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This is a fully parametric parallel line drawing tool you can use in the classroom or at home to quickly and easily draw things that require consistently-spaced parallel lines, including musical staffs, tablature (TAB), guitar chord diagrams, etc, as well as handy things for math like Cartesian coordinate graphs and multiplication tables.
If you know a music or math teacher, or even a mathemusician, ask them how wide their writing implements are and how far apart they like their lines, and you've got a great gift idea.
The OpenSCAD file is fully parametric, well-commented, and easy to modify. You can change the number of lines, the distance apart, pen diameter, pen grip length and thickness, amount the grip "wraps", extension from handle, extension thickness, handle height/thickness/length, and even handle curve radius.
With a little tweaking of the parameters, you can set it up for chalk/blackboards, street chalk, pencils, different dry erase markers, crayons, or just about any other cylindrical writing implement.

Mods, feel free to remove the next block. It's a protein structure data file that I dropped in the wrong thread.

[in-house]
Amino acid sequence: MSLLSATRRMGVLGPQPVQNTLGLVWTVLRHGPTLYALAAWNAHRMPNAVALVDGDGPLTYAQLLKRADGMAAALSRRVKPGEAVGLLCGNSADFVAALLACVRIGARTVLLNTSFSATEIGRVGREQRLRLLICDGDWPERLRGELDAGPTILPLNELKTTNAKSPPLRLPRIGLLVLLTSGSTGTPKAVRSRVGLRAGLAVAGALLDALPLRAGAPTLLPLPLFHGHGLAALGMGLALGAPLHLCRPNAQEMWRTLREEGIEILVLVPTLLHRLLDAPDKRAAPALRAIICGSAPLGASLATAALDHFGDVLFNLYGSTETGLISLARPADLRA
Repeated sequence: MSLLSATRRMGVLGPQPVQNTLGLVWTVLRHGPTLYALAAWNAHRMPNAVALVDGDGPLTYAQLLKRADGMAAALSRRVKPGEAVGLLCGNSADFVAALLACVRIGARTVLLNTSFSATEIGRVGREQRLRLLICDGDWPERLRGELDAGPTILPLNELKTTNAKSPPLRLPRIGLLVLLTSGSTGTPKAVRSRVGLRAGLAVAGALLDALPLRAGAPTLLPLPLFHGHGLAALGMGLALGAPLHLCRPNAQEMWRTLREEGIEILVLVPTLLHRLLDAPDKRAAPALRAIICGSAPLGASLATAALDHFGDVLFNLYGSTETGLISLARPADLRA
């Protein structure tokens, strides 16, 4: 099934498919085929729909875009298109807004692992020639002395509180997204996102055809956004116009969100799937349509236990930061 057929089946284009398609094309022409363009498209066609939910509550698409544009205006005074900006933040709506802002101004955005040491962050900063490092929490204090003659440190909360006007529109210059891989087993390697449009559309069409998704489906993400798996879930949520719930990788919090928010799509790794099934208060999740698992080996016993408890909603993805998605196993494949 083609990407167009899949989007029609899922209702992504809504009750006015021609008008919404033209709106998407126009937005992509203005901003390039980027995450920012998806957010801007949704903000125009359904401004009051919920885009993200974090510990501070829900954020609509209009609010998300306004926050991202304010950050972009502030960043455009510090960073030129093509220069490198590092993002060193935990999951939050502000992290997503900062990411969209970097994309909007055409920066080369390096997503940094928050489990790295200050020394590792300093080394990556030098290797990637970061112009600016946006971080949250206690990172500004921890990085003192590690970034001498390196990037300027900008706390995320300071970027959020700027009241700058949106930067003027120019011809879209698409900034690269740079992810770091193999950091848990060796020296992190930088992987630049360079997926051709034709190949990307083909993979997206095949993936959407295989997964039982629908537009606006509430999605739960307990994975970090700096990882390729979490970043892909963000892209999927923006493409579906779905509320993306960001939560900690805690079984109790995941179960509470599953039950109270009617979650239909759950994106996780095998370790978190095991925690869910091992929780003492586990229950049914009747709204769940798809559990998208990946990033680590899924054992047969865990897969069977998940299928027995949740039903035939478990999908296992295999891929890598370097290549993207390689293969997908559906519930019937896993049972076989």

I plan to add a keyhole-style mounting system because it also seems to serve quite well as a pen holder -- and if you hold the pens at the cap, you'll never forget to recap them because they won't stay held if you don't.
The default settings (and the STL) are set for the ubiquitous Expo dry erase markers, spaced 30mm apart. Modify these parameters and re-render for other things like chalk, crayons, pencils, etc.
2) Snap the writing implements into place.
3) Hold the jig between your thumb and index finger, and pull it across the surface to draw the lines.
The example pictured (printed from the STL) used only about 1.4m of 3mm filament (about US$0.25) and holds up nicely printed with two perimeters, two solid layers, 10% infill, and 0.4mm layer height.
Parallel Line Drawing Tool (Parametric) by CodeCreations is licensed under the Attribution - Non-Commercial - Share Alike license.
So what's this mean?
We're sure CodeCreations would love to see what you've printed - take a photo and share it on Thingiverse as a Make.
To post a Make simply visit this Thing again and click I Made One to start uploading your photo. You can also download the Thingiverse Mobile app (available via Google Play and Apple App Store) to take a photo and upload your Make right from the app!